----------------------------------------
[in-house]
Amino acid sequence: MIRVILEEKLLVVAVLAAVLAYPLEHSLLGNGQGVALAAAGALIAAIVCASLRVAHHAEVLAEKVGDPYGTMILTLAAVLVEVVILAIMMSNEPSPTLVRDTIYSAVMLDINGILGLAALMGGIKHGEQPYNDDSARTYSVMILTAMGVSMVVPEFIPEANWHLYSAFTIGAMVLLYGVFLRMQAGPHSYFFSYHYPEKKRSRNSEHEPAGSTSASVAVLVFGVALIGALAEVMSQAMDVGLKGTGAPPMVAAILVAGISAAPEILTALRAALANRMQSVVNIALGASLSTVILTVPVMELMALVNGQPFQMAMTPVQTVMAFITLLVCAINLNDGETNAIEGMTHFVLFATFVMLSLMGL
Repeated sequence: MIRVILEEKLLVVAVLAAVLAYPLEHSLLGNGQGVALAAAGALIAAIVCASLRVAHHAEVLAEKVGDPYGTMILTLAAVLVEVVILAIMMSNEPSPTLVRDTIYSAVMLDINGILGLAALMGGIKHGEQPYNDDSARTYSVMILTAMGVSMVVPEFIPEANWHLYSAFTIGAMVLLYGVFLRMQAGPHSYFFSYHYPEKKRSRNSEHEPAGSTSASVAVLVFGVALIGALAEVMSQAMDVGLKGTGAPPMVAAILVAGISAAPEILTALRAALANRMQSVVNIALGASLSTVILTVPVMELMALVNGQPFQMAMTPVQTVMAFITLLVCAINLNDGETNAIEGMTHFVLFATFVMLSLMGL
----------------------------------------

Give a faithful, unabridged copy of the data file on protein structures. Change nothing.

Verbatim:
[in-house]
Amino acid sequence: MIRVILEEKLLVVAVLAAVLAYPLEHSLLGNGQGVALAAAGALIAAIVCASLRVAHHAEVLAEKVGDPYGTMILTLAAVLVEVVILAIMMSNEPSPTLVRDTIYSAVMLDINGILGLAALMGGIKHGEQPYNDDSARTYSVMILTAMGVSMVVPEFIPEANWHLYSAFTIGAMVLLYGVFLRMQAGPHSYFFSYHYPEKKRSRNSEHEPAGSTSASVAVLVFGVALIGALAEVMSQAMDVGLKGTGAPPMVAAILVAGISAAPEILTALRAALANRMQSVVNIALGASLSTVILTVPVMELMALVNGQPFQMAMTPVQTVMAFITLLVCAINLNDGETNAIEGMTHFVLFATFVMLSLMGL
Repeated sequence: MIRVILEEKLLVVAVLAAVLAYPLEHSLLGNGQGVALAAAGALIAAIVCASLRVAHHAEVLAEKVGDPYGTMILTLAAVLVEVVILAIMMSNEPSPTLVRDTIYSAVMLDINGILGLAALMGGIKHGEQPYNDDSARTYSVMILTAMGVSMVVPEFIPEANWHLYSAFTIGAMVLLYGVFLRMQAGPHSYFFSYHYPEKKRSRNSEHEPAGSTSASVAVLVFGVALIGALAEVMSQAMDVGLKGTGAPPMVAAILVAGISAAPEILTALRAALANRMQSVVNIALGASLSTVILTVPVMELMALVNGQPFQMAMTPVQTVMAFITLLVCAINLNDGETNAIEGMTHFVLFATFVMLSLMGL